Taking notes 34: The enlightened capitalist

by Shimshon Bichler and Jonathan Nitzan Preamble Over the past few years, we have written a series of articles about the global crisis.[1] These papers try to break the conventional constrains of liberalism and Marxism, examining the crisis from the new theoretical viewpoint of capital as power. Capitalists and corporations, we argue, are driven not to maximize profit, but to ‘beat the average’ and increase their differential power. In this approach, the redistribution of income and assets is not a ‘societal’ side effect of the economy, but the central conflict that propels modern capitalism. And the main weapon in this … Continue reading Taking notes 34: The enlightened capitalist

Sociality, solitude, and the struggle for socialism

by Jeff Noonan The basic principle of historical materialism is that all complex socio-cultural systems and institutions are rooted in and ultimately depend upon reproductive and productive labour. Reproductive and productive labour connect human beings to each other and the sustaining natural environment. “The production of life,” Marx wrote in The German Ideology, “both of one’s own in labour and of fresh life in procreation… appears as two-fold relation: on the one hand, as a natural, on the other, as a social relation—social in the sense that it denotes the cooperation of several individuals.”[1] The second principle of historical materialism … Continue reading Sociality, solitude, and the struggle for socialism

To go beyond the capitalist state

by Steve Fraser “All that is solid melts into air” is even truer about the hyper-flux of everyday life today than it was when those words first appeared in the Communist Manifesto more than a century and half ago. Truer, that is, with one major exception.  In our political life we are fixated on the past, forever looking backward. Arguably, national politics over the last half century has polarized between efforts to defend and restore the New Deal Order and relentless attempts to repeal it and replace it with something even older.  The liberal left has fought to extend or … Continue reading To go beyond the capitalist state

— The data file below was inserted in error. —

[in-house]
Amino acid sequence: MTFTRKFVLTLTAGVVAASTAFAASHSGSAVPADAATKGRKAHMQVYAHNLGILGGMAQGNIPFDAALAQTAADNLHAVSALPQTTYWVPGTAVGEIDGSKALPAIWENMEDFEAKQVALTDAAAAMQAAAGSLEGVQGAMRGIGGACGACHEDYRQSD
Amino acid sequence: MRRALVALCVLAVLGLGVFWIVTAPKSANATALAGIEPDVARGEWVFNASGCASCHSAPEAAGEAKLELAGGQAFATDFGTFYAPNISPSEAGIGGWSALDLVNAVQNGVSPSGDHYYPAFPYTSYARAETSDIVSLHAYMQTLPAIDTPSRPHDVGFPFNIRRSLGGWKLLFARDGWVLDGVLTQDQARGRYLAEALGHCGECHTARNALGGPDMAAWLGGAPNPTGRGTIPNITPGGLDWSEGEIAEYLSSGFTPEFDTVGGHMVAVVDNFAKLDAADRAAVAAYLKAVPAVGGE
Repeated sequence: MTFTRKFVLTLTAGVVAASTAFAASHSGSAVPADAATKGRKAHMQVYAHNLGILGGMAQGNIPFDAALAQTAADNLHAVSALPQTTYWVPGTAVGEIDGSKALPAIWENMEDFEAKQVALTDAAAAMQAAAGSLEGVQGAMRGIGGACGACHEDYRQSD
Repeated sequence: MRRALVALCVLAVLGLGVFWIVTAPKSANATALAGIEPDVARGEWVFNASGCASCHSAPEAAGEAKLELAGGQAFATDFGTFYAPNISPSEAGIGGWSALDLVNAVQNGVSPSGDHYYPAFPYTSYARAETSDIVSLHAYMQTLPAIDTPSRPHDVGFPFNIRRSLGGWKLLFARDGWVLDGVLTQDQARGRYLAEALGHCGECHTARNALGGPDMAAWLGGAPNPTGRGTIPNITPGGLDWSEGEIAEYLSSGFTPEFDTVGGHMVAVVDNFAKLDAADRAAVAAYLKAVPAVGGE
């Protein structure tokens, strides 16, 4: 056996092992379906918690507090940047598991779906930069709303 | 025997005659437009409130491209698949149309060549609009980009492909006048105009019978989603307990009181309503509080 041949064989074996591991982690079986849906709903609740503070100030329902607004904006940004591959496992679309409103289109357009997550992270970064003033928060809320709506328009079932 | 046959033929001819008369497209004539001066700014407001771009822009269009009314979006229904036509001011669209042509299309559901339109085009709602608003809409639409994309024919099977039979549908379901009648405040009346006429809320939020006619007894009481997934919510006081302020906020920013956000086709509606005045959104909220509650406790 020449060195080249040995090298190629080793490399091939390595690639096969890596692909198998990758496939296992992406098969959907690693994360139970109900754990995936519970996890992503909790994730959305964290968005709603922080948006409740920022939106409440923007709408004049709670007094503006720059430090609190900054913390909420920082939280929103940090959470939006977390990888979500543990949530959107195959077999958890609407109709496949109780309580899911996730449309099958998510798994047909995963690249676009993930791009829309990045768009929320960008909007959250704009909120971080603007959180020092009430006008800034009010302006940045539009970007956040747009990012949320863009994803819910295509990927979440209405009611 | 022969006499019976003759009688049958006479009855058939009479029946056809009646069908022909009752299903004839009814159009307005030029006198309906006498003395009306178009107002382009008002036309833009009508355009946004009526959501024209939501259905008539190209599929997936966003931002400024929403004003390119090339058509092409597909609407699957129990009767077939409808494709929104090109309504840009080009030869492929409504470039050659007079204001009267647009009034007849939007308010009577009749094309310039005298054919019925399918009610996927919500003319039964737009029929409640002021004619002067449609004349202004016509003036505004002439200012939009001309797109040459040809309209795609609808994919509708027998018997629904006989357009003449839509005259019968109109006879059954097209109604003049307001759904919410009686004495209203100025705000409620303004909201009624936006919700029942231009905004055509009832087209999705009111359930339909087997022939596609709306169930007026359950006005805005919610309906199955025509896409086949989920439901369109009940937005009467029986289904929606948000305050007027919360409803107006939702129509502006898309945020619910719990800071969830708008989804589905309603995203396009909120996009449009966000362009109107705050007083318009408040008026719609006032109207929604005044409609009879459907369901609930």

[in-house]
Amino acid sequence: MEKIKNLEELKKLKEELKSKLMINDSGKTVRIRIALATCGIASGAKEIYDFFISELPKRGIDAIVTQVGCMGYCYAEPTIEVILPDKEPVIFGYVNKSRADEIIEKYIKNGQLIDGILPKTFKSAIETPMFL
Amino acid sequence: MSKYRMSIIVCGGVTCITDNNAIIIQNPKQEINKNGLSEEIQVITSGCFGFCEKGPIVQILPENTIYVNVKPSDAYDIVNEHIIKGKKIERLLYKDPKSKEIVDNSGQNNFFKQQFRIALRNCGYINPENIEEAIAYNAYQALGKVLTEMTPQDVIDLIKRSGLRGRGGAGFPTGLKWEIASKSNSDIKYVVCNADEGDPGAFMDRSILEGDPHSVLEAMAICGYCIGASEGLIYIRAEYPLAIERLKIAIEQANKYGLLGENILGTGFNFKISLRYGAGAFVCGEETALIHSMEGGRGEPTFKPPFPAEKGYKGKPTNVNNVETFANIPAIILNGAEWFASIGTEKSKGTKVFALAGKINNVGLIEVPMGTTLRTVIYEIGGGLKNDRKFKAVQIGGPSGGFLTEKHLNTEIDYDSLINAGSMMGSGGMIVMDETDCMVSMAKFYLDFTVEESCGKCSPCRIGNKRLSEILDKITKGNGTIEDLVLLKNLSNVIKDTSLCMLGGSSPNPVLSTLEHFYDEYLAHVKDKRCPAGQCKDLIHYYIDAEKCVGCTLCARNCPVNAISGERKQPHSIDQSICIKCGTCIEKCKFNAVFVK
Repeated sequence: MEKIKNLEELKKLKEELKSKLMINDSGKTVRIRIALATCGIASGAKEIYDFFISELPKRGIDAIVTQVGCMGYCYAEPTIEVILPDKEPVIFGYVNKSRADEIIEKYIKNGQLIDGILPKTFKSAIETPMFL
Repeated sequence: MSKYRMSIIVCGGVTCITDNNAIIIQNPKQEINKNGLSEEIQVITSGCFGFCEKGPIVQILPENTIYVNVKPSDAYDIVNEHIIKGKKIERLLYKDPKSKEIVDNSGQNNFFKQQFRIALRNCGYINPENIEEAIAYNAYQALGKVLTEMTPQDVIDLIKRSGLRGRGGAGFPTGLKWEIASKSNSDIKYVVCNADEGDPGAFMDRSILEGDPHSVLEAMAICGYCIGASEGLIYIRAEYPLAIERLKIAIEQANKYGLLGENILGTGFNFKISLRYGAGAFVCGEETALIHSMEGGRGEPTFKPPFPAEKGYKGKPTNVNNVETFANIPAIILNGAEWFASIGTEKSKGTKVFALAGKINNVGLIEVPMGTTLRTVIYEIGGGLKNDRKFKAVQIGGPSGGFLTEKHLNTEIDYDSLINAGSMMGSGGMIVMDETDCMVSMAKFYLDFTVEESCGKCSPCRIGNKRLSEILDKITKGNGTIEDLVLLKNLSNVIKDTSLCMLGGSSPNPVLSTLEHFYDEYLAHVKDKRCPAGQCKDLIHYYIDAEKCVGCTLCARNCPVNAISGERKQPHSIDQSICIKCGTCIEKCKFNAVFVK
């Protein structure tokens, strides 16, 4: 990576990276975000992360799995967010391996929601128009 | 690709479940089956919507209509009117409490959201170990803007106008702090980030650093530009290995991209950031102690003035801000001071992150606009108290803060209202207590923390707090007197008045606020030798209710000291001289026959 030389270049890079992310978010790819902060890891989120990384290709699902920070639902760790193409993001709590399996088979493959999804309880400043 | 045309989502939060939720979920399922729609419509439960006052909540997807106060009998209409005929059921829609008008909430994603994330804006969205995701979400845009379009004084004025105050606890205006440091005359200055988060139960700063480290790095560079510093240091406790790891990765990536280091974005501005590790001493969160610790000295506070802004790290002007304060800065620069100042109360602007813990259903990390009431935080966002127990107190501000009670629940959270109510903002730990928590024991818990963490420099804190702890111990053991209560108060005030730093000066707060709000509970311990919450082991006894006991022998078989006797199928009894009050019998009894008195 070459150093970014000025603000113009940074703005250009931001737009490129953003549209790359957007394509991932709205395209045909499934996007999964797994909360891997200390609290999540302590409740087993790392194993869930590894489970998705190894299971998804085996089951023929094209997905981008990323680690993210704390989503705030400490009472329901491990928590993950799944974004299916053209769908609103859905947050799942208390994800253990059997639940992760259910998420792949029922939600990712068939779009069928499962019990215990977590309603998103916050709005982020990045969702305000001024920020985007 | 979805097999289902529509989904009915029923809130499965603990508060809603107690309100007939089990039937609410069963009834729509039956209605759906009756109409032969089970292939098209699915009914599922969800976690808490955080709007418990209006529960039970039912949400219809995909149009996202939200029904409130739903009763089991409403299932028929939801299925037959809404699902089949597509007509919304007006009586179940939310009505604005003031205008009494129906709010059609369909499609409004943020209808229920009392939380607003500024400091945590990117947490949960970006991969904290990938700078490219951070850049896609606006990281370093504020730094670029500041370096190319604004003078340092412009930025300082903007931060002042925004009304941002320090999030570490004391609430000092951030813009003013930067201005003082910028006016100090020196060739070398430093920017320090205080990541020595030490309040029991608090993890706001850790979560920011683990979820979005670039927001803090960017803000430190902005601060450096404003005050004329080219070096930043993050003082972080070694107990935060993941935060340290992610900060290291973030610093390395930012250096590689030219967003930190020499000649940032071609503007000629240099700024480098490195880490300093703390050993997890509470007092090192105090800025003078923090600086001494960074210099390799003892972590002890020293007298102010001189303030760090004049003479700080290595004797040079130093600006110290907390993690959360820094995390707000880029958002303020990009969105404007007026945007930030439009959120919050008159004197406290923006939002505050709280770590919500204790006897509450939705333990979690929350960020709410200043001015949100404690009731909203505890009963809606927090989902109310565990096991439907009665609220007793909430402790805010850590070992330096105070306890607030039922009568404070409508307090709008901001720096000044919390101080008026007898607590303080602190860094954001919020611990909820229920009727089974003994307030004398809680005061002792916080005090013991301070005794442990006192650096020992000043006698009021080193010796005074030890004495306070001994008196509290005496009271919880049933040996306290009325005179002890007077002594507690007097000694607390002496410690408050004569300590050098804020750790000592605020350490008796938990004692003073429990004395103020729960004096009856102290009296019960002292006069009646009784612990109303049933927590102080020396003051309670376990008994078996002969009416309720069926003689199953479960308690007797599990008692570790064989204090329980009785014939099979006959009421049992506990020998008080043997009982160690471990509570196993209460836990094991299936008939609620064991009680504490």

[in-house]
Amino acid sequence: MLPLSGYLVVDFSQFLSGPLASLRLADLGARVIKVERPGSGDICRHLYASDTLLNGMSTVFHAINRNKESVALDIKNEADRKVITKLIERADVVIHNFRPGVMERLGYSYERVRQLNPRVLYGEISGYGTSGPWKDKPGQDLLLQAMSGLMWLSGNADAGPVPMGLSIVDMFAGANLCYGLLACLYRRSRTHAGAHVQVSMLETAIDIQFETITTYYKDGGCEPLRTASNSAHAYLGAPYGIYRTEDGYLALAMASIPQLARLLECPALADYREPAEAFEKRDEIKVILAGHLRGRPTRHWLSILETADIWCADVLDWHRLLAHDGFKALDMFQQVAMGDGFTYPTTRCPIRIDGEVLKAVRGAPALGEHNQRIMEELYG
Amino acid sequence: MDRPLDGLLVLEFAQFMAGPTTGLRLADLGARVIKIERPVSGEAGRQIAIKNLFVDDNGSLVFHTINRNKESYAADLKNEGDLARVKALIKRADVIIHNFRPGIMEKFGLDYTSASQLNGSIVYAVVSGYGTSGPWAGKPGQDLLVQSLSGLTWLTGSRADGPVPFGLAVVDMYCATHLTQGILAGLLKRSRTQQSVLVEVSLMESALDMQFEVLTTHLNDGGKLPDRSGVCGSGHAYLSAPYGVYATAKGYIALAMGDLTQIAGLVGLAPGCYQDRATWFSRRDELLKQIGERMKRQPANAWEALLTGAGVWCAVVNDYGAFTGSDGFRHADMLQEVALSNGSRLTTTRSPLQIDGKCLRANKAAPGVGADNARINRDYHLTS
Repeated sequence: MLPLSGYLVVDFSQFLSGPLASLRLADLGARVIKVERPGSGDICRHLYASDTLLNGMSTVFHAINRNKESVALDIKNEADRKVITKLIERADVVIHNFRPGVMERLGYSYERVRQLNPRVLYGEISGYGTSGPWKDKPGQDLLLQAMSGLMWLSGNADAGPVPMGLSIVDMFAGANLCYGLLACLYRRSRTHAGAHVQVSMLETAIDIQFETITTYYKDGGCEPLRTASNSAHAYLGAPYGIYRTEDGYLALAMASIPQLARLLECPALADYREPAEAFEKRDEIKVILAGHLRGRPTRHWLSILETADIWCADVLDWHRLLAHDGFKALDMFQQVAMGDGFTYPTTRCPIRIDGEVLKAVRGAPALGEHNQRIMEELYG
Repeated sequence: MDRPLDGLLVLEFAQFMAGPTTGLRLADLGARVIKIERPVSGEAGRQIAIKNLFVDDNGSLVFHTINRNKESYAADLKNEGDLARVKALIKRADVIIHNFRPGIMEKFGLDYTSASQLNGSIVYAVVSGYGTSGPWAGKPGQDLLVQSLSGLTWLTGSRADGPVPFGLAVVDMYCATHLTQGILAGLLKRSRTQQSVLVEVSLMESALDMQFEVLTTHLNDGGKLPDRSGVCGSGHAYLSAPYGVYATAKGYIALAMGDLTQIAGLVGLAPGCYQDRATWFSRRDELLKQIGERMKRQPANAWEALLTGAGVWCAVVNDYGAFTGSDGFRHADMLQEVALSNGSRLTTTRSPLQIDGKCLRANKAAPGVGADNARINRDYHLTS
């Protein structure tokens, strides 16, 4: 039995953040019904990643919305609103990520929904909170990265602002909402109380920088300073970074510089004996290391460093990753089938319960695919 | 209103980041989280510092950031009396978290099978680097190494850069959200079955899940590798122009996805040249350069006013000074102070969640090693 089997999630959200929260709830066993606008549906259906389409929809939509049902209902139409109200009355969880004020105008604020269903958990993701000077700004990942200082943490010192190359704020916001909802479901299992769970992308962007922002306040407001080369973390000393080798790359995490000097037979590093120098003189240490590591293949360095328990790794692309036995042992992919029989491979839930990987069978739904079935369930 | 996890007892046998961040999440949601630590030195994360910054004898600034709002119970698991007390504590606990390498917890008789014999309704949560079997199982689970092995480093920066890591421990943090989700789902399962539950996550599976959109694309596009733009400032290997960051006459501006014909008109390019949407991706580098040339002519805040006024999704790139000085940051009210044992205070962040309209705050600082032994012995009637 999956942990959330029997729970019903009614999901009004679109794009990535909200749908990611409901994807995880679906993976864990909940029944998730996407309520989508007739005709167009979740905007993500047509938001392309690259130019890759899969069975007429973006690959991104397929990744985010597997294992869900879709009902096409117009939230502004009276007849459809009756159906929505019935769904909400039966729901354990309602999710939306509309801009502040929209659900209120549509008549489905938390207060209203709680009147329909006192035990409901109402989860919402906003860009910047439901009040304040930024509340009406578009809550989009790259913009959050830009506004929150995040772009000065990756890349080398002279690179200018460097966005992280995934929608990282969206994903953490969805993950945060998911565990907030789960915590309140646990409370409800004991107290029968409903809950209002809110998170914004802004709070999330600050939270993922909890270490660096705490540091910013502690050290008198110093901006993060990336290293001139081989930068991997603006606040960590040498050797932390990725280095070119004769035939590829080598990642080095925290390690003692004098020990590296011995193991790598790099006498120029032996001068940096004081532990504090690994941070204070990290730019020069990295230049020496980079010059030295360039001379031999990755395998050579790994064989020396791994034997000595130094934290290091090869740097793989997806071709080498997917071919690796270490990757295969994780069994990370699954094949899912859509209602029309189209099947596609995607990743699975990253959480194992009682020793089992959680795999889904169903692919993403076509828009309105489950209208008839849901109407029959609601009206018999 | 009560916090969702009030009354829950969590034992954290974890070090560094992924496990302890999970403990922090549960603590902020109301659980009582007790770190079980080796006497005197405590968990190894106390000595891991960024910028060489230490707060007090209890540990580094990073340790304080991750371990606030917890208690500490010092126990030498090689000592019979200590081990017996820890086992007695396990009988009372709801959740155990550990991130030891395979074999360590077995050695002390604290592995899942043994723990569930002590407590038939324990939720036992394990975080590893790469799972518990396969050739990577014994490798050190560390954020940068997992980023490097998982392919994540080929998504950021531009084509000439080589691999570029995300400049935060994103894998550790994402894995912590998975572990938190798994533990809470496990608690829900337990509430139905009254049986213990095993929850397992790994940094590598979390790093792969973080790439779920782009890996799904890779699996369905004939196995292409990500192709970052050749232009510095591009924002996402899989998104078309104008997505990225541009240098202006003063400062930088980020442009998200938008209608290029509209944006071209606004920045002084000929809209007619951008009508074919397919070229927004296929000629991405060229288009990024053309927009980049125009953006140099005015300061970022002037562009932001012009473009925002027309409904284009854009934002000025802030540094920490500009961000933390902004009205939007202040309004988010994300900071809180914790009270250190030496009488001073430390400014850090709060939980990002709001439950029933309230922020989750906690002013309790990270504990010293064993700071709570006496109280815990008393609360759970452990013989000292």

Feudalism, capitalism and corporatism: How the corporation is changing the world

by Jeffrey Harrod Write about my vision of a “post-capitalist world,” I was requested. But I find this difficult. Difficult because I believe we are already in, or nearing, a post-capitalist world if by capitalism is meant the system described by Marx and his followers about 150 years ago.  In this essay I raise the possibility for future discussion and action that there is an ongoing attempt to create a system for the maintenance of privilege and the production of poverty which is so different from the past that a new name should be found for it. Because a key … Continue reading Feudalism, capitalism and corporatism: How the corporation is changing the world

Economics, Socialism, Ecology: A Critical Outline (Part 2)

by Kamran Nayeri Introduction In Part 1, I argued that economics is neither an objective science nor capable of providing a lasting solution to the contradictions of the capitalist economy and society. As a discipline it has emerged to maintain and justify the capitalist system and it will wither away with its downfall.  Also, I argued that Karl Marx’s critique of political economy (“economics” of his time) and the capitalist system is a specific application of his theory of history, historical materialism, that aims to serve self-activity and self-organization of working people with the logic of transcending the capitalist system … Continue reading Economics, Socialism, Ecology: A Critical Outline (Part 2)

Economics, socialism and ecology: A critical outline (Part 1)

by Kamran Nayeri Introduction Economics appears as the religion of modern times. As John Maynard Keynes asserted, it seems as if the world is ruled by little else than economics. Following Marx, I will argue that economics is a pseudo (ideologically driven) science that originated with the rise of the capitalist mode of production and will wither away with its downfall.  I will cite some key junctures in the evolution of economics from classical political economy to the neoclassical and Keynesian economics to illustrate this claim.  I will also argue that Marx’s critique of political economy (“economics” of his time) … Continue reading Economics, socialism and ecology: A critical outline (Part 1)